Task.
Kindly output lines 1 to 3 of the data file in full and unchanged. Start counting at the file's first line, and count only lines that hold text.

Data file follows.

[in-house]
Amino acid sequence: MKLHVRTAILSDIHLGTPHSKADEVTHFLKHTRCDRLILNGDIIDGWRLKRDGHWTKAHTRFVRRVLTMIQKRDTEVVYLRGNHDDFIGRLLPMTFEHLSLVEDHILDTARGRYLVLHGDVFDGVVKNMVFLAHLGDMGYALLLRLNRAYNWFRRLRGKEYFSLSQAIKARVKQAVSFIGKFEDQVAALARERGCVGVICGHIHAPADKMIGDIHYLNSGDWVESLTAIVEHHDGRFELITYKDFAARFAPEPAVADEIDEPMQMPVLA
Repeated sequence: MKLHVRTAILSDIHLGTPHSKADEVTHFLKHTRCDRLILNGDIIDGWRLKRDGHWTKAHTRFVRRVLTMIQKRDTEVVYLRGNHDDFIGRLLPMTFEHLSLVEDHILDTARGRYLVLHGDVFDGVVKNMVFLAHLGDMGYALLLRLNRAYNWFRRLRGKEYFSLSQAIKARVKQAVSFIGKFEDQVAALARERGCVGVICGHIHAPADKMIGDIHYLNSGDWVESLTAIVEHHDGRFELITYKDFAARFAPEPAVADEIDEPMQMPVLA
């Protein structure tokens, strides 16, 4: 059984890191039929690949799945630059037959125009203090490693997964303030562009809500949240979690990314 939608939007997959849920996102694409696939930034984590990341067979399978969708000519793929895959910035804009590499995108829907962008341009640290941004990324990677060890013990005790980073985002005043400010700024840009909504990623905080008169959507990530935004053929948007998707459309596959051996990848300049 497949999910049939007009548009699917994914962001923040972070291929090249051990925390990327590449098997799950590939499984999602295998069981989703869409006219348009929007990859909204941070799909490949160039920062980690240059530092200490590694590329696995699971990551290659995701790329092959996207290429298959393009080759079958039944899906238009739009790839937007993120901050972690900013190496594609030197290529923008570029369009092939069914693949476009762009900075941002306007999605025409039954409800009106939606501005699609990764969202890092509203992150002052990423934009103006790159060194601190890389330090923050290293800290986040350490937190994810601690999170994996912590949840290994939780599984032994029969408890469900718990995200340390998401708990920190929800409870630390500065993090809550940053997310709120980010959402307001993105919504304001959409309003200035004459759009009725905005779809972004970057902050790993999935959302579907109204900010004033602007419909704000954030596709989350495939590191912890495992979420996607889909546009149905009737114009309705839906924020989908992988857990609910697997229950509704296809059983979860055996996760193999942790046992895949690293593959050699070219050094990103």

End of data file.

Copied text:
[in-house]
Amino acid sequence: MKLHVRTAILSDIHLGTPHSKADEVTHFLKHTRCDRLILNGDIIDGWRLKRDGHWTKAHTRFVRRVLTMIQKRDTEVVYLRGNHDDFIGRLLPMTFEHLSLVEDHILDTARGRYLVLHGDVFDGVVKNMVFLAHLGDMGYALLLRLNRAYNWFRRLRGKEYFSLSQAIKARVKQAVSFIGKFEDQVAALARERGCVGVICGHIHAPADKMIGDIHYLNSGDWVESLTAIVEHHDGRFELITYKDFAARFAPEPAVADEIDEPMQMPVLA
Repeated sequence: MKLHVRTAILSDIHLGTPHSKADEVTHFLKHTRCDRLILNGDIIDGWRLKRDGHWTKAHTRFVRRVLTMIQKRDTEVVYLRGNHDDFIGRLLPMTFEHLSLVEDHILDTARGRYLVLHGDVFDGVVKNMVFLAHLGDMGYALLLRLNRAYNWFRRLRGKEYFSLSQAIKARVKQAVSFIGKFEDQVAALARERGCVGVICGHIHAPADKMIGDIHYLNSGDWVESLTAIVEHHDGRFELITYKDFAARFAPEPAVADEIDEPMQMPVLA